The U.S. Consumer Product Safety Commission (CPSC) just issued a warning to consumers to stop participating in an emerging water-related recreational activityâ€”Water Walkingâ€”due to potential risks for suffocation, drowning, and impact injuries. <"https://www.yourlawyer.com/practice_areas/product_liability">Water walking balls are marketed under a variety of brand or ride names, the CPSC noted.
Water walking balls have no emergency exit and can be opened only by a person outside of the ball, which significantly increases the risk of injury or death when a person inside the ball experiences distress. Pre-existing medical conditions, such as heart, lung, or breathing issues, can be made worse by use of this product.
To use a water walking ball, the individual climbs into a large, see-through plastic ball. The ball is inflated with a blower through the zipper opening and the zipper is closed, which makes the ball airtight. The ball, with the person locked within, then rolls around on a number of surfaces, such as water, ice, or grass.
Water walking balls are typically used by children as a ride in amusement parks, carnivals, malls, sporting events, and other high-traffic areas. Water walking balls are also sold directly to the public for personal use.
Several states have banned or refused to provide permits for rides that use this product and the CPSC is aware of two incidents involving this product. In one incident, a child was found unresponsive after being inside the ball for a very brief period of time, and emergency medical treatment was sought. In the second incident, a person inside of a ball suffered a fracture when the ball fell out of a shallow, aboveground pool onto hard ground.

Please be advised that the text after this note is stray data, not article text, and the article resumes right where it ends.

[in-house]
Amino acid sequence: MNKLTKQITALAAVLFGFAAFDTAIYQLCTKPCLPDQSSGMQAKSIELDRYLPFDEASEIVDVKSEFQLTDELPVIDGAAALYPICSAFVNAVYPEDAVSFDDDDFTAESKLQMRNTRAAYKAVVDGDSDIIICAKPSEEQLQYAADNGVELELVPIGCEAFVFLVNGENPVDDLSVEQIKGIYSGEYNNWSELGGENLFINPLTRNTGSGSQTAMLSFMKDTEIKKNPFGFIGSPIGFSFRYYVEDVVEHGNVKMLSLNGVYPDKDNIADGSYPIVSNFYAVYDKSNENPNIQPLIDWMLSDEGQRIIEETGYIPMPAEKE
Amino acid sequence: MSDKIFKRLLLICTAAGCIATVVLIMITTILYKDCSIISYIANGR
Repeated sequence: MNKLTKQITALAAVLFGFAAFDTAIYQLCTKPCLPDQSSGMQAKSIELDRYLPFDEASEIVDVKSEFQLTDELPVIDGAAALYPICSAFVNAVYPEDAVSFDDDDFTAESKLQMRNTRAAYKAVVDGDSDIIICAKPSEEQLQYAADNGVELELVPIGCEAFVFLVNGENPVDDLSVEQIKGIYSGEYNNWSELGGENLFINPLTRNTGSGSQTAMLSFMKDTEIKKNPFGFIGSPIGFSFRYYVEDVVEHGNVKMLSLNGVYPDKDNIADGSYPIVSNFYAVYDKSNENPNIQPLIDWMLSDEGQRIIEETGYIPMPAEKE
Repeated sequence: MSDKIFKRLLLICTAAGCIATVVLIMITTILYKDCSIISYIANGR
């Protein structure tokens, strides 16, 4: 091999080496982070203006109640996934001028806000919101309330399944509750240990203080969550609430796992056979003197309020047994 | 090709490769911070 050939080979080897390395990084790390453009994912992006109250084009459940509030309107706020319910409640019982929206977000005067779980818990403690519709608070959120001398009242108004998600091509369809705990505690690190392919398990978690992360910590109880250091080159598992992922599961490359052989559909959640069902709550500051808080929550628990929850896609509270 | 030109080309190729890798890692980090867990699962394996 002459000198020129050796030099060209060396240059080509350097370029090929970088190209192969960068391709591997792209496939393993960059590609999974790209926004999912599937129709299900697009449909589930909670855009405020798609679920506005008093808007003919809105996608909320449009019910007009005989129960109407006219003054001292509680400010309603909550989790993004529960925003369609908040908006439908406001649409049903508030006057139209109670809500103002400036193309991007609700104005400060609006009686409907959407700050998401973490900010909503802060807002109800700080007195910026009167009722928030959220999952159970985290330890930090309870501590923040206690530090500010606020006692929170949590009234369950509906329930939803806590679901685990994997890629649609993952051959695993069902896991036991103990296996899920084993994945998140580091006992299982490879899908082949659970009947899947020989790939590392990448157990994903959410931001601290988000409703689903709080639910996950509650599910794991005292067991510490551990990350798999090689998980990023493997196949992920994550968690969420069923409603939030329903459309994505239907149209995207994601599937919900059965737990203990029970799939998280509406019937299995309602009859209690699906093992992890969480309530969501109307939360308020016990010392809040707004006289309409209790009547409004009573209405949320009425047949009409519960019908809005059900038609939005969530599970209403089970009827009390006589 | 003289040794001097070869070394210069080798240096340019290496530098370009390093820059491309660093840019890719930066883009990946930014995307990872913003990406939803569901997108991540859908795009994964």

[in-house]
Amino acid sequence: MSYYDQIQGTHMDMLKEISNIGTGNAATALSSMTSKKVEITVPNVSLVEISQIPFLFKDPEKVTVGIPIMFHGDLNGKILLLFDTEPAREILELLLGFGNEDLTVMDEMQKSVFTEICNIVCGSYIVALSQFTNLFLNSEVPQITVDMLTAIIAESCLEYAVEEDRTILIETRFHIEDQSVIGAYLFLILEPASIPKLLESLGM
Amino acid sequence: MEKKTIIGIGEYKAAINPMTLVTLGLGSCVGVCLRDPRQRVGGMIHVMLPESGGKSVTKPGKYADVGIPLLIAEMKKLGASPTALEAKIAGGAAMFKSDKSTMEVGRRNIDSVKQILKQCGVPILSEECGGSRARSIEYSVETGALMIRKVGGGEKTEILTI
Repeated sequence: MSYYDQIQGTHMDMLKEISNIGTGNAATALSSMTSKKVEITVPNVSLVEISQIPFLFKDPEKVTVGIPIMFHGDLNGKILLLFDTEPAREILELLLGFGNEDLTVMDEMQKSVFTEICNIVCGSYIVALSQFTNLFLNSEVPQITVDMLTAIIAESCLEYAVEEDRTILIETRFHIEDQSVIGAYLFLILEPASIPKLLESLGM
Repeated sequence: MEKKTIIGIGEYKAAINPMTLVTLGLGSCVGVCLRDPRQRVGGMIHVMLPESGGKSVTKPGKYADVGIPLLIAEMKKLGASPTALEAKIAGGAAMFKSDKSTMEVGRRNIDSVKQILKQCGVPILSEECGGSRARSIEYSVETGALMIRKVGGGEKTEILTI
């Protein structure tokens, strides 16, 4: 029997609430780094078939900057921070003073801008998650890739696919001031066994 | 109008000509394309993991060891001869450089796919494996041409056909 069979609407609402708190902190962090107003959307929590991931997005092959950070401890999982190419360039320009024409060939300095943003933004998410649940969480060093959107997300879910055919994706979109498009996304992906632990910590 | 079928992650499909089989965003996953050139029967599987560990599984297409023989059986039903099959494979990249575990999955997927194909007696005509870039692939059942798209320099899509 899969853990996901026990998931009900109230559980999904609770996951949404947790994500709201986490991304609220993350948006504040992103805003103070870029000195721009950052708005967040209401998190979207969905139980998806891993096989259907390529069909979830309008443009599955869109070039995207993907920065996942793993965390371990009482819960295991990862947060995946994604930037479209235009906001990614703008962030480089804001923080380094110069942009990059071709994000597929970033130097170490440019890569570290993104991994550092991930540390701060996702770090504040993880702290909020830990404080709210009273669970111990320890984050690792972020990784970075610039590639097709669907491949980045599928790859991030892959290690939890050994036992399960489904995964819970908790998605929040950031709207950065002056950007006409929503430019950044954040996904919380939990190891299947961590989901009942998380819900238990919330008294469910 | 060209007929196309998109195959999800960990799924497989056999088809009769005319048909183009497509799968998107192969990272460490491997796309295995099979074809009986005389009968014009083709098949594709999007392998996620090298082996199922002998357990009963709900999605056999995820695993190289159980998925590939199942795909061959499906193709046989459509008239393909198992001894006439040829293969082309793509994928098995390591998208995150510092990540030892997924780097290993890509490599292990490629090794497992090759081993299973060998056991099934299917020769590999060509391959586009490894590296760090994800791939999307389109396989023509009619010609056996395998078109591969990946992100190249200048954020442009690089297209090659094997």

CPSC is warning consumers that there is a combination of risks associated with this product, including the potential for suffocation, as well as the potential for drowning and impact injuries. Because the ball is airtight, an inadequate air supply can result when oxygen is depleted and carbon dioxide accumulates inside the walking water ball. This type of dangerous scenario can occur in as little as a few minutes.
Because water walking balls have no padding, impact injuries can occur if the balls collide with each other, or if the ball falls out of the pool onto concrete or other hard surfaces, such as ice or tile.
Water walking balls are also being used on open water, creating the potential for injuries if a boat strikes the ball or if the ball strikes a solid object, such as a buoy or pier. Additionally, the balls present a high risk of drowning if a leak or a puncture occurs.
CPSC has informed state amusement ride officials of the risks associated with this product and encourages state officials not to permit this ride in their state. CPSC does not know of any safe way in which to use this product.